Speaking of those two filicidal traitors, when we finally get to see what they are up to, we quickly learn that the people they rule are on the verge of rebellion. People are out of work, out of homes, and they are taking to the streets of D.C. in protest. As Brandon looks on, Walter continues to pull the strings without poor, hapless Brandon ever getting wise to it. We still do not know his plans or intentions, but Walter is definitely the one in charge. Even when Brandon has a hissy fit and attacks the protesters outside of The White House, Walter goes to the trouble of implanting positive imagery of adoring masses in his mind instead of the pile of people he just hurled into a line of parked cars. It is a cruel and pathetic moment that gives an even deeper look into just how vapid Brandon can be and how easily it is to keep him on a short leash. It is a harsh and ugly contrast to the tight family unit that the Australia group has become. Chloe was a drug addict, and her son and her husband helped her through a terrible time in her life. Brandon continues to live without thinking and seeks the aide of his uncle to function in any way.
The final twist to the book is a welcome one: the introduction of a new character. Walter has indeed become aware of the strange occurrences in Australia. The anomalies and rescues that can not be accounted for are a strong sign that there are people with super powers in the region. Even though Walter wants to apprehend them, it wouldn’t look good for either he or Brandon to get involved in a direct way. This allows for the hiring of professional help. We do not know this man’s name but he is dressed in all black, has a squad of armed goons at his side, and looks like he might enjoy his job. Granted, he is a villain in this story, but a new face is a welcome one in this small cast of players.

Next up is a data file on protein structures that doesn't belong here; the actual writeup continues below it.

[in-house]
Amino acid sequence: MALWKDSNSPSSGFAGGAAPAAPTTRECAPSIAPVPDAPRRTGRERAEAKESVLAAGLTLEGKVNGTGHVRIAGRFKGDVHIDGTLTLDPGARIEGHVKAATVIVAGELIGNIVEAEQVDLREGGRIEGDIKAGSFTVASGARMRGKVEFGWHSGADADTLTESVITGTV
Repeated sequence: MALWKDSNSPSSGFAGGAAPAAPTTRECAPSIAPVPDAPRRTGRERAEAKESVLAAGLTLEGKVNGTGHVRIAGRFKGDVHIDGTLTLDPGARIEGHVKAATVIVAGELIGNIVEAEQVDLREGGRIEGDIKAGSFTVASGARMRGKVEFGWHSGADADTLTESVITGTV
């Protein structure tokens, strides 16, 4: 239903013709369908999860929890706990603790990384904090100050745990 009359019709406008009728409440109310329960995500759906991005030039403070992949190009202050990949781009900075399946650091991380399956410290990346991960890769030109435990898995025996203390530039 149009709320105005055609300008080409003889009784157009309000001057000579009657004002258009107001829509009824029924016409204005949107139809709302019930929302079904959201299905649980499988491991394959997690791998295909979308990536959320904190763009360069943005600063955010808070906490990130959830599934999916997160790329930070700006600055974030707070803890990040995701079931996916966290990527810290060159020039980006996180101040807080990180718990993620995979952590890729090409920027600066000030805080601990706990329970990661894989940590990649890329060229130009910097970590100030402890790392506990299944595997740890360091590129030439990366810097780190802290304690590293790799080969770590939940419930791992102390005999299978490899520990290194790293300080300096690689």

If you notice, I didn’t mention anything about Frank Quietly’s art. Why is that? The simple answer is because it is flawless. So why even bring it up? Just expect the best. The writing from Millar is successful in creating both heartfelt moments and bleak previews of what is to come. However, while it was good, I do feel like there was a wasted opportunity here. With the limited run of this book, I did expect to move the story forward more than it did. The sequence on the island and with the aliens was a great touch. But by spending so much time with the events of the past, we were not able to dive too far into what is happening now in 2022. Even still, this isn’t enough to put a damper on the fact that this is a top-notch addition to the overall narrative of this series.
“Jupiter’s Legacy #4” scores a 9/10
Mike Sains is a Staff Writer at Capeless Crusader. When he isn’t writing, he’s podcasting at various places online. When he isn’t podcasting, he’s collecting comic books, FunkoPop! figures, and vinyl records. You can hear him on Geek Girls, Nerd Boys, The Tower of Sour, and The Inverse Delirium, all available on iTunes. Follow him on Twitter @MikeSains.